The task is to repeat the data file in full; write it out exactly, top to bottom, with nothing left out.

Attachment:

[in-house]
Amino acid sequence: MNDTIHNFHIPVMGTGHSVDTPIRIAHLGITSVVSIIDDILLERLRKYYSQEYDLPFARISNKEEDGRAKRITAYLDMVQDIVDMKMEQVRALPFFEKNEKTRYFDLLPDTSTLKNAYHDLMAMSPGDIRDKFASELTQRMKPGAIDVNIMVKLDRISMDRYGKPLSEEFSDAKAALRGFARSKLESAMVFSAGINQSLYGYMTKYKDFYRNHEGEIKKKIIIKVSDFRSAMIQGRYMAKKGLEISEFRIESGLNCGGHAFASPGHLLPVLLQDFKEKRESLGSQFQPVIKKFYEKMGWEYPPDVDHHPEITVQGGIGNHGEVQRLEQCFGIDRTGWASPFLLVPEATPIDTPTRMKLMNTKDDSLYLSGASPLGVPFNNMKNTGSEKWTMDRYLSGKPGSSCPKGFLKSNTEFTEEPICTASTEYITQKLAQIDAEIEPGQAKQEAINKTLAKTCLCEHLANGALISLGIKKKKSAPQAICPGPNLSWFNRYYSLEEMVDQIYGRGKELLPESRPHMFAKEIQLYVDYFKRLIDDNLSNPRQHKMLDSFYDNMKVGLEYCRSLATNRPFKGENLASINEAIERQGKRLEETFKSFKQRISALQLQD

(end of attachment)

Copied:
[in-house]
Amino acid sequence: MNDTIHNFHIPVMGTGHSVDTPIRIAHLGITSVVSIIDDILLERLRKYYSQEYDLPFARISNKEEDGRAKRITAYLDMVQDIVDMKMEQVRALPFFEKNEKTRYFDLLPDTSTLKNAYHDLMAMSPGDIRDKFASELTQRMKPGAIDVNIMVKLDRISMDRYGKPLSEEFSDAKAALRGFARSKLESAMVFSAGINQSLYGYMTKYKDFYRNHEGEIKKKIIIKVSDFRSAMIQGRYMAKKGLEISEFRIESGLNCGGHAFASPGHLLPVLLQDFKEKRESLGSQFQPVIKKFYEKMGWEYPPDVDHHPEITVQGGIGNHGEVQRLEQCFGIDRTGWASPFLLVPEATPIDTPTRMKLMNTKDDSLYLSGASPLGVPFNNMKNTGSEKWTMDRYLSGKPGSSCPKGFLKSNTEFTEEPICTASTEYITQKLAQIDAEIEPGQAKQEAINKTLAKTCLCEHLANGALISLGIKKKKSAPQAICPGPNLSWFNRYYSLEEMVDQIYGRGKELLPESRPHMFAKEIQLYVDYFKRLIDDNLSNPRQHKMLDSFYDNMKVGLEYCRSLATNRPFKGENLASINEAIERQGKRLEETFKSFKQRISALQLQD